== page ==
When you hear the word, “shark,” you might initially imagine screaming beach-goers, the “Jaws” soundtrack or your terrifying first trip to the aquarium. However, while sharks may frighten you, they are Erika Wunch’s greatest passion – and she’s determined to save sharks from harmful stereotypes and hunting.
She is the Vice President of Shark Allies, a nonprofit organization that strives to protect sharks and correct dangerous shark stereotypes and myths. Wunch also creates films that educate people about wildlife and the importance of conservation. Furthermore she has made conservation fashionable by designing a jewelry line called Stick Sand Bones, which mixes prehistoric fossils with precious gems and metals. All of the proceeds are donated to shark and ocean conservation efforts.
How did she go from Cali girl to conservation expert? What should you really know about sharks? And how can you get involved in saving sharks’ lives? ENTITY sat down with Erika Wunch to find out those answers and much more!
Can you tell me a little bit about your childhood, your parents and their influence on you, especially as a conservationist?
I was raised in Huntington Beach, California. My dad grew up very poor on a farm in Kansas. Everything he has in this life, he’s earned himself. He had his first job at age five when he sold candy bars to soldiers during World War II. Nothing came easy in his life, and through his influence, I was taught responsibility and work ethic. He always told my sister and I that no matter what job you have, you do it to the best of your ability. Dad also taught us to have respect for our things, that taking care of our belongings and surroundings would essentially keep them alive, and you never know when you may really need those things.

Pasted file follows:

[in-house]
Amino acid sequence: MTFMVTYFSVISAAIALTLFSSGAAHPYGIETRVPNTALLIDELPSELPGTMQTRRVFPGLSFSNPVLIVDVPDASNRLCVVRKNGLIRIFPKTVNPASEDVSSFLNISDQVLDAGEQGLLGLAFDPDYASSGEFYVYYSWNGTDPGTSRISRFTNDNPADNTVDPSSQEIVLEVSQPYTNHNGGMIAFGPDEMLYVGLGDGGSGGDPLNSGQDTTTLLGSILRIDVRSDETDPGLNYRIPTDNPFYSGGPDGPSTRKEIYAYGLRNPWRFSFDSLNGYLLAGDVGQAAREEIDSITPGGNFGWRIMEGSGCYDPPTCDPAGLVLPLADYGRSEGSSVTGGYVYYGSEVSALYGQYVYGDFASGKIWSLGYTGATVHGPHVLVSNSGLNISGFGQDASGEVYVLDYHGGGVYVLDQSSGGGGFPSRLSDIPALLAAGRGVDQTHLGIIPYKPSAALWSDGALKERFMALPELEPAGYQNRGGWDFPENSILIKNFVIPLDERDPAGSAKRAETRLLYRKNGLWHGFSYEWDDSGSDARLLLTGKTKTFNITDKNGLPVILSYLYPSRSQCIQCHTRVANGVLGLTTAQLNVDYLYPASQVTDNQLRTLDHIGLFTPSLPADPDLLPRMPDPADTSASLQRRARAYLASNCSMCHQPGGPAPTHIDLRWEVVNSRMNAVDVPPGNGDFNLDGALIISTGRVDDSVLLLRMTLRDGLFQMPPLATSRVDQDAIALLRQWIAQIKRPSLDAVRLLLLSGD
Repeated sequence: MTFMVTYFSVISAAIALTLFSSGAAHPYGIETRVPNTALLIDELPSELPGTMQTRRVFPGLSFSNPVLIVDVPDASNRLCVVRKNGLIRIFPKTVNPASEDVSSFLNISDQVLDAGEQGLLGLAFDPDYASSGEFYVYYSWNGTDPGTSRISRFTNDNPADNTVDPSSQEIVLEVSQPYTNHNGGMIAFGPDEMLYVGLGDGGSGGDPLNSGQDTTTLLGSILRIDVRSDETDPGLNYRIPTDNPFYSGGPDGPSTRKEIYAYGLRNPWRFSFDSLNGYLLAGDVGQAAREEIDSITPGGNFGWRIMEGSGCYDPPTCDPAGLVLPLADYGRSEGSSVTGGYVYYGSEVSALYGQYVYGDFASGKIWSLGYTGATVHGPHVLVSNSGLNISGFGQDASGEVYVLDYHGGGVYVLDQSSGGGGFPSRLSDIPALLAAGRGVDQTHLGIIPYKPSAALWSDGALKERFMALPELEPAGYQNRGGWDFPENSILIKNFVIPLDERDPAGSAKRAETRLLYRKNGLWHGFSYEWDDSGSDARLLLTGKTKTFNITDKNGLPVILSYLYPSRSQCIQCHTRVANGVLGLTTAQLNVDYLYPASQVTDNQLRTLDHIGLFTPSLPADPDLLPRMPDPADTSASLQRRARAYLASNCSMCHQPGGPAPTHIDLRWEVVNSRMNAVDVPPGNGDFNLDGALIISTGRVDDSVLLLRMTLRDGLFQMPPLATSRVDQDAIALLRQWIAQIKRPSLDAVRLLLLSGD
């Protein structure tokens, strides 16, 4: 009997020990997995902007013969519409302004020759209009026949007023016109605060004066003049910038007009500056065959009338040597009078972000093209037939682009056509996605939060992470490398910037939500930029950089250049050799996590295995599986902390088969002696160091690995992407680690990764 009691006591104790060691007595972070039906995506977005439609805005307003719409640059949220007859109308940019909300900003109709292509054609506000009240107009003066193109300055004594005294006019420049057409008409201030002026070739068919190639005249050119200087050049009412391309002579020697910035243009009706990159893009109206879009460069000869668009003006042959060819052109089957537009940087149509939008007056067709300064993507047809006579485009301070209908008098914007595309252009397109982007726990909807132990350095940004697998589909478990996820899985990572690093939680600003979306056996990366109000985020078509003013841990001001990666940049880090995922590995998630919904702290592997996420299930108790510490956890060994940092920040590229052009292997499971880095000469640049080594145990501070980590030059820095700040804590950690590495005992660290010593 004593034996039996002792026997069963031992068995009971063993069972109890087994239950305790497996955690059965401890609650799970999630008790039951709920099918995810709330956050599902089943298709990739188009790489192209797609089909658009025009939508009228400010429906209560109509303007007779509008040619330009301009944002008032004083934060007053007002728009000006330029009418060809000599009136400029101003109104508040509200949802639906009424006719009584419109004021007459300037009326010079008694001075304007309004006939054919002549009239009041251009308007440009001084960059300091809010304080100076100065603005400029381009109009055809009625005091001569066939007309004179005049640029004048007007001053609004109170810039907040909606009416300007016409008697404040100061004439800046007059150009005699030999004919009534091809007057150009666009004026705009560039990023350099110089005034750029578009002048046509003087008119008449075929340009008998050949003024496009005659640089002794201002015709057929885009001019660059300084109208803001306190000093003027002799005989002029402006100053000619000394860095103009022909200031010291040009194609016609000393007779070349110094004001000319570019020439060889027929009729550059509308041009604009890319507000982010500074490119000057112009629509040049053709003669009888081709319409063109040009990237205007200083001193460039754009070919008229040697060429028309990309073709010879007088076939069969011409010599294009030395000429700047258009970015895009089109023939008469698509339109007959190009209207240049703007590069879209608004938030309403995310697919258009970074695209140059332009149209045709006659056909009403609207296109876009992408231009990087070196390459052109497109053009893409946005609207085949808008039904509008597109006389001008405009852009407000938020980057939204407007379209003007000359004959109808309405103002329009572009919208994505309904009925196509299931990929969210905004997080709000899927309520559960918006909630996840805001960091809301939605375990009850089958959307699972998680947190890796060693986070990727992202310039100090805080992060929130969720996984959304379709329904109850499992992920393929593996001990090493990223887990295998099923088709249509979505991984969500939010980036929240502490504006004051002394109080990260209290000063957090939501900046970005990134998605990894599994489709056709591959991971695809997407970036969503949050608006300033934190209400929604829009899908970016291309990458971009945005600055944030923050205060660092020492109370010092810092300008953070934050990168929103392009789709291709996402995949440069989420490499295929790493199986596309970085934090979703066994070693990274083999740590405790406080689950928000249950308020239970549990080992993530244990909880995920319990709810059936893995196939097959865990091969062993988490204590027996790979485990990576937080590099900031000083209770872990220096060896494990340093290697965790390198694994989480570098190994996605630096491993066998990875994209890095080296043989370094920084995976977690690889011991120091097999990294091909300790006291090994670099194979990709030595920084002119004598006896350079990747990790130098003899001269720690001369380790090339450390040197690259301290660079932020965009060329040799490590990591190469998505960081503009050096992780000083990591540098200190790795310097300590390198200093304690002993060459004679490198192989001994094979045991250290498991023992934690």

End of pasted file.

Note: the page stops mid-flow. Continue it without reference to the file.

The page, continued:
My mom was a happy-go-lucky surfer girl, born in Burbank, California, but spent a lot of her time in Huntington Beach where my grandfather lived. She has always appreciated the outdoors and animals and spent her childhood camping in the woods and relaxing at the beach. Mom always was eager to go on road trips, and as we drove, we would stare out the window trying to spot animals out in the wild. Whether it was a coyote or bunny, the search for wildlife would often be more exciting than our actual destination. My parents’ split when I was eight-years-old; however, I was fortunate to continue to have incredible relationships with both of them.
My grandmother, a nature-loving Scandinavian, was also a huge influence on me. She taught me a lot about wildlife and flora, especially in the mountains. Grandma explained that every creature is necessary to keep the balance of nature. Whether you like that animal or not, it is part of the web and you must respect that. This little token of wisdom has always stuck with me. Every one of our actions has consequences, whether it be a positive or negative outcome.
You’ve been described as a “lifelong animal lover and conservationist.” Where did this passion for animals and conservation come from?
I grew up with every pet imaginable: dogs, cats, hamsters, fish, birds, reptiles and even a tortoise at one point. If there was any stray animal in the neighborhood, it would find our house and we would take it in. So, yes, I was raised to respect and appreciate animals, but I do believe some people have a stronger natural connection with animals, and I am definitely one of those people. I spent a lot of my childhood out in nature and I always felt honored if a wild animal would let me get near it without running away.
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